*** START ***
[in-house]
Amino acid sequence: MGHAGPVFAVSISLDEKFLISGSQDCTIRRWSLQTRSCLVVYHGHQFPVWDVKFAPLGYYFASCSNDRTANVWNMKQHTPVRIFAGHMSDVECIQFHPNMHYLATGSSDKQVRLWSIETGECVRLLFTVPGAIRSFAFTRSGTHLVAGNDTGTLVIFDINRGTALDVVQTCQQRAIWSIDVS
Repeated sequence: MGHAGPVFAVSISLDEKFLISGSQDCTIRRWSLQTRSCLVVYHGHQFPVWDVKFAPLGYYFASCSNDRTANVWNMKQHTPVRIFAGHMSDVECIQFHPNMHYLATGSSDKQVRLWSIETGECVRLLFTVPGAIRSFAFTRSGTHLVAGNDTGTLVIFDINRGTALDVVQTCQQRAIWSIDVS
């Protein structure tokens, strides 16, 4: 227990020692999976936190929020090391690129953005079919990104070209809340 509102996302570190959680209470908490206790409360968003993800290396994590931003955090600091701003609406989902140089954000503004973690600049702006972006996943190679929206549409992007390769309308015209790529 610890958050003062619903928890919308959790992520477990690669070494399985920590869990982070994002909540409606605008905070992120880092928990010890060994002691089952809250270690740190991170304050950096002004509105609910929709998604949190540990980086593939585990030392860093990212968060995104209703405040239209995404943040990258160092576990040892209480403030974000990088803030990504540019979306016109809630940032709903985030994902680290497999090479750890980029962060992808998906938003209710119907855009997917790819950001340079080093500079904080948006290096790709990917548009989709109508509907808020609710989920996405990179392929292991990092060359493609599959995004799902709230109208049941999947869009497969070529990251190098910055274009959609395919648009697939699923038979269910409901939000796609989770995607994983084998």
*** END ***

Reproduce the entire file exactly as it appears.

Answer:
[in-house]
Amino acid sequence: MGHAGPVFAVSISLDEKFLISGSQDCTIRRWSLQTRSCLVVYHGHQFPVWDVKFAPLGYYFASCSNDRTANVWNMKQHTPVRIFAGHMSDVECIQFHPNMHYLATGSSDKQVRLWSIETGECVRLLFTVPGAIRSFAFTRSGTHLVAGNDTGTLVIFDINRGTALDVVQTCQQRAIWSIDVS
Repeated sequence: MGHAGPVFAVSISLDEKFLISGSQDCTIRRWSLQTRSCLVVYHGHQFPVWDVKFAPLGYYFASCSNDRTANVWNMKQHTPVRIFAGHMSDVECIQFHPNMHYLATGSSDKQVRLWSIETGECVRLLFTVPGAIRSFAFTRSGTHLVAGNDTGTLVIFDINRGTALDVVQTCQQRAIWSIDVS
């Protein structure tokens, strides 16, 4: 227990020692999976936190929020090391690129953005079919990104070209809340 509102996302570190959680209470908490206790409360968003993800290396994590931003955090600091701003609406989902140089954000503004973690600049702006972006996943190679929206549409992007390769309308015209790529 610890958050003062619903928890919308959790992520477990690669070494399985920590869990982070994002909540409606605008905070992120880092928990010890060994002691089952809250270690740190991170304050950096002004509105609910929709998604949190540990980086593939585990030392860093990212968060995104209703405040239209995404943040990258160092576990040892209480403030974000990088803030990504540019979306016109809630940032709903985030994902680290497999090479750890980029962060992808998906938003209710119907855009997917790819950001340079080093500079904080948006290096790709990917548009989709109508509907808020609710989920996405990179392929292991990092060359493609599959995004799902709230109208049941999947869009497969070529990251190098910055274009959609395919648009697939699923038979269910409901939000796609989770995607994983084998």